A Dirty But Nostalgic Picture
The first time I heard the song “Ooh-La-La-Ooh-La-La-Tu-Hai-Meri-Fantasy”, nostalgic memories (which had nothing to do with the rampant shaking of mammaries) were evoked. Like Ravi Verma’s incarnation Monty in Karz, who used to get occasional flashback images of a Kali Mandir in negative print while his memory went into spurts of power saving mode, I had instantly connected to the song, and not without a reason. Even before I had looked up the configuration of the song, I knew Bappi Lahiri had something to do with it.
Have you grown up in the early eighties, during the era of Doordarshan and Vividh Bharati? That was the era when women of substance were really women of substance and not some size zero anorexic versions of Paris Hilton. It was the age when the sartorial distinction between the heroine and the vamp was crystal clear. It was the era when it was okay for a hero to not be South Indian or a villain and still sport a moustache. If you belong to that era, you will perhaps resonate with, if not agree with what I say.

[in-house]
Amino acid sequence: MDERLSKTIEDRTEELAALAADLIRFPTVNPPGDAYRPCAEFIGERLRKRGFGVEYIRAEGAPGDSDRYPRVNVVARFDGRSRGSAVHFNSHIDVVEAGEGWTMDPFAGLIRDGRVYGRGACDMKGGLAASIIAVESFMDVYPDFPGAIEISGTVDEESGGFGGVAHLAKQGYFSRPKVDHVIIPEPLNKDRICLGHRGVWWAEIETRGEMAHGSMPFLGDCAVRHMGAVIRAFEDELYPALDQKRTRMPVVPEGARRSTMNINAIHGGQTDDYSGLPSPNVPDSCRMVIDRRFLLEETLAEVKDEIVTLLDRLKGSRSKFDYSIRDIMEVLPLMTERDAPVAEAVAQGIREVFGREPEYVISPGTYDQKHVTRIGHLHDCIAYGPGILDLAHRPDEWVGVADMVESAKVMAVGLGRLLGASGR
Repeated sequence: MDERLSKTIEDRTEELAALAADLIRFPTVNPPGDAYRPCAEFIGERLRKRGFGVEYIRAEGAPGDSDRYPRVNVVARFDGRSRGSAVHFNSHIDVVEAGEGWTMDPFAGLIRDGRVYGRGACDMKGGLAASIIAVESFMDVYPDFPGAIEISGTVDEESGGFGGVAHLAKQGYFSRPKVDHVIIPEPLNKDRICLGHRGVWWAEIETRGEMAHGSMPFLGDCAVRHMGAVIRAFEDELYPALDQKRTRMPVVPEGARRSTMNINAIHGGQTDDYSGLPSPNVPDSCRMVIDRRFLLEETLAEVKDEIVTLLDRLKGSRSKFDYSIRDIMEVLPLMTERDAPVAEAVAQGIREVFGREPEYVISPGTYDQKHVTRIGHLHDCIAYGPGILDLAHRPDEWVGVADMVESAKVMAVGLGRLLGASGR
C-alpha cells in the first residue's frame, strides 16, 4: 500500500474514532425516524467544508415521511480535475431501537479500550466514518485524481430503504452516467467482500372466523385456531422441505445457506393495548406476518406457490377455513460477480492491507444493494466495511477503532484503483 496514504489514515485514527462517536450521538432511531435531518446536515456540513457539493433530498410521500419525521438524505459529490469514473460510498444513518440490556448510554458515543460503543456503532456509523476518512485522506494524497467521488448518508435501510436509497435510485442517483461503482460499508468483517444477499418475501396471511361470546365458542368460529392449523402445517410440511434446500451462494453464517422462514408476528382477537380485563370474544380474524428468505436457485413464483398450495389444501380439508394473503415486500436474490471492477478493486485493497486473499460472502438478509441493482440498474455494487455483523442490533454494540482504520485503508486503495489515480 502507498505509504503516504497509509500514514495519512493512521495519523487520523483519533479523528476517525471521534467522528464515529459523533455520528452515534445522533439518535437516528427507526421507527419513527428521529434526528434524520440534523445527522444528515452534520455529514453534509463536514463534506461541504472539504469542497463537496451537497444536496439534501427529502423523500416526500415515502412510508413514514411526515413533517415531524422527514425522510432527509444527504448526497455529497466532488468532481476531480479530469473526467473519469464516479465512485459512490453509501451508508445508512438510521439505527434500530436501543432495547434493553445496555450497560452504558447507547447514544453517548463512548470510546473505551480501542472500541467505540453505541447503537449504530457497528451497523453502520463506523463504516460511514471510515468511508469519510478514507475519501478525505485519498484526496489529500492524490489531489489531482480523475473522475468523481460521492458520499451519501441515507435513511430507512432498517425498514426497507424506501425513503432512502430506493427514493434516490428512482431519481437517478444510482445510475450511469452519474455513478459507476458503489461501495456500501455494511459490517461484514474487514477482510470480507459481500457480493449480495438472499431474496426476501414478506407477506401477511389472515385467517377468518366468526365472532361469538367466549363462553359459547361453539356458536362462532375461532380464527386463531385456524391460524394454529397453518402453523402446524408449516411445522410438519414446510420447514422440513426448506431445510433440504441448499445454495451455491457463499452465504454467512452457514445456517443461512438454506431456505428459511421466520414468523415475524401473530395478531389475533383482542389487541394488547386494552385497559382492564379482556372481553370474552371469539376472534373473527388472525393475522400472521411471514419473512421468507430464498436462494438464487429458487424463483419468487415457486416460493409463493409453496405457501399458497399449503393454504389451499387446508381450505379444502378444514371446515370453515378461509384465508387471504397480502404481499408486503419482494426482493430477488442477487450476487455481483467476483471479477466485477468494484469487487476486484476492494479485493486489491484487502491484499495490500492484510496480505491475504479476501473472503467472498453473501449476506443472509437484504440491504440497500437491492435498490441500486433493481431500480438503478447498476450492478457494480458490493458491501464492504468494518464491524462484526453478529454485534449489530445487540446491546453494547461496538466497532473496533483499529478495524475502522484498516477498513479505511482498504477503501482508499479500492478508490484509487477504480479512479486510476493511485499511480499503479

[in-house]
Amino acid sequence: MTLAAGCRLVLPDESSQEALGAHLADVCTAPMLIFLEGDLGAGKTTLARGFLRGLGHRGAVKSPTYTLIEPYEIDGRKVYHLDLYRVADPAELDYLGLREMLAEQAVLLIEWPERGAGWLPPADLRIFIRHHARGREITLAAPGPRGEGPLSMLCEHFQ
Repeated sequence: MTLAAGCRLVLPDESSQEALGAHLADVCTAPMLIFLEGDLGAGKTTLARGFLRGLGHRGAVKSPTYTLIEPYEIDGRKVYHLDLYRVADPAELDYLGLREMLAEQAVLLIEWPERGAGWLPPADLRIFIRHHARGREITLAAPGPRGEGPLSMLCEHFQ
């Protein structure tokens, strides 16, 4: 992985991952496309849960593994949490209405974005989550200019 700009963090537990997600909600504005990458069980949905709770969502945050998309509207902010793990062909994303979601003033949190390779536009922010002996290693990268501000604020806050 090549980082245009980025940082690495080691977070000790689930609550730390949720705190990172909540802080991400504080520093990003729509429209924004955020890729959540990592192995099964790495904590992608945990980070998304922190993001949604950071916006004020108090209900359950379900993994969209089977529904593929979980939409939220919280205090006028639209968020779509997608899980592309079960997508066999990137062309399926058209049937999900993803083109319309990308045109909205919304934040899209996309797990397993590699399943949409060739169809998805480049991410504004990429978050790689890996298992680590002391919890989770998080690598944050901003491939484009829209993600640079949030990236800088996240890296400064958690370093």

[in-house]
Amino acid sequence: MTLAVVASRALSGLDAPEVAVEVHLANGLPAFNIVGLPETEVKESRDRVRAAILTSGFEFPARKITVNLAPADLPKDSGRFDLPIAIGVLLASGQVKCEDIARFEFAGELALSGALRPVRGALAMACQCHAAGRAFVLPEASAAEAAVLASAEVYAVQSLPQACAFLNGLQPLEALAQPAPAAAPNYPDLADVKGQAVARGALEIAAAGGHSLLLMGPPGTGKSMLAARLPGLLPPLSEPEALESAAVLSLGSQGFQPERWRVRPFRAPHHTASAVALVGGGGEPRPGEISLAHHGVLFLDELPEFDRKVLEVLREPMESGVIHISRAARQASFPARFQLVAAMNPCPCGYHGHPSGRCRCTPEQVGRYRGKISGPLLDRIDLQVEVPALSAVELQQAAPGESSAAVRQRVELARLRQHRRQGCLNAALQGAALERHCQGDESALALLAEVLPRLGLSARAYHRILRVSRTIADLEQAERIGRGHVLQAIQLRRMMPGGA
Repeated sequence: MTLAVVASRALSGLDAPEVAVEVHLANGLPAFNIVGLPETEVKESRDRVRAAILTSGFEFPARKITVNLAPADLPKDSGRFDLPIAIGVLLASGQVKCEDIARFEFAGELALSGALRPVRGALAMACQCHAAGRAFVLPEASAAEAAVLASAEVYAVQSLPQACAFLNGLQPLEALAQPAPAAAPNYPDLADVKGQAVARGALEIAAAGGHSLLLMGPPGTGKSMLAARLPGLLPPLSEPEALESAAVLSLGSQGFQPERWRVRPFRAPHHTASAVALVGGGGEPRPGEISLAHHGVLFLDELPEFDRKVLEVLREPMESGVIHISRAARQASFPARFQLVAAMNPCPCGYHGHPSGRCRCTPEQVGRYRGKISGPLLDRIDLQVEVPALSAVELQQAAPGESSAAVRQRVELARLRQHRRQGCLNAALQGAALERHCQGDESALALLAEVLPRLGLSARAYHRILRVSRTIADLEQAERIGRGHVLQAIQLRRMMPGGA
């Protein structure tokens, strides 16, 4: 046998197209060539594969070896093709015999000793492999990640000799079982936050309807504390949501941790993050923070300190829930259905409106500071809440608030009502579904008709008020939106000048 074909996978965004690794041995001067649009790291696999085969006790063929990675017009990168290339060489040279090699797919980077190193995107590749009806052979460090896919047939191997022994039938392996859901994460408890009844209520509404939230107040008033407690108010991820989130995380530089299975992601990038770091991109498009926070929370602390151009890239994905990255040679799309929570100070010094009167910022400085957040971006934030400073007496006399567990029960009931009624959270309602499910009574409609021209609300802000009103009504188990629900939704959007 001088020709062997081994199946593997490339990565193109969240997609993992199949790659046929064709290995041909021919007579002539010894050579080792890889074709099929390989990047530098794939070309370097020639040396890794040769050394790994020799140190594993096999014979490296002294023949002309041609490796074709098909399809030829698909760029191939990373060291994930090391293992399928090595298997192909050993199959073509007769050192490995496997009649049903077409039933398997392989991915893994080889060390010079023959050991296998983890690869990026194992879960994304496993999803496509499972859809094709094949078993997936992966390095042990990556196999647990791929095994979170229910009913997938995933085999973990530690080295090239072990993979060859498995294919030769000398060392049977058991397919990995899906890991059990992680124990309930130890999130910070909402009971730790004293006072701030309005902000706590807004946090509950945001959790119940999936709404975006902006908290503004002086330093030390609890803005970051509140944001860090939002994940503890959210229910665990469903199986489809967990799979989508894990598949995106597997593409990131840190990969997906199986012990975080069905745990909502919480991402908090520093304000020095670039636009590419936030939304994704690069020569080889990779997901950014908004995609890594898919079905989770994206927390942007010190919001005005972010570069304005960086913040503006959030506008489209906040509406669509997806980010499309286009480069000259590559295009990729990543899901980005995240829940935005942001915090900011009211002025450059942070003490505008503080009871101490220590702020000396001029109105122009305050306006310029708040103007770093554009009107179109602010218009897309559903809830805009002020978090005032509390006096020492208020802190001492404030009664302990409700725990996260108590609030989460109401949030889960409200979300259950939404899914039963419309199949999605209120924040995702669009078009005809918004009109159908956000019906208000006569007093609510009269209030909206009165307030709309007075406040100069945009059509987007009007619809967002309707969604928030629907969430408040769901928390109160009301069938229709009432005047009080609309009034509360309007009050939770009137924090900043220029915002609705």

I was born in the first half of the eighties, and raised in a family which lived, breathed, and swore by Bollywood. Unlike most culturally inclined Bengali families where watching Hindi movies occasionally, even at home (forget cinema) was distasteful and an anathema (also known as bhalgar kalchar, not to be confused with tissue culture), I was exposed to Bollywood pretty early. Back in the heydays, the color television had just made its way into our living room in 1984, which only fuelled the spirit of Bollywood along with the weekend visits to the neighborhood Shakti or Shiva cinema halls. Multiplexes like Inox did not exist then.
There is a very specific genre of movies, which had taken the early eighties by storm. Typically, the star cast involved Jeetendra, Sridevi, or Jaya Prada, the playback singers were Kishore Kumar and Asha Bhonsle (unlike payback singers, like the adenoidal Himesh), and their names were Tohfa, Mawaali, or Himmatwaala. Most importantly, their music composer was the one and only Bappi Lahiri. Those were a different class of movies, nothing that our generation of Shah Rukh Khan lovers or six pack admirers would admire. “Those were the days”, I keep harping like a veteran with a broken phonographic record.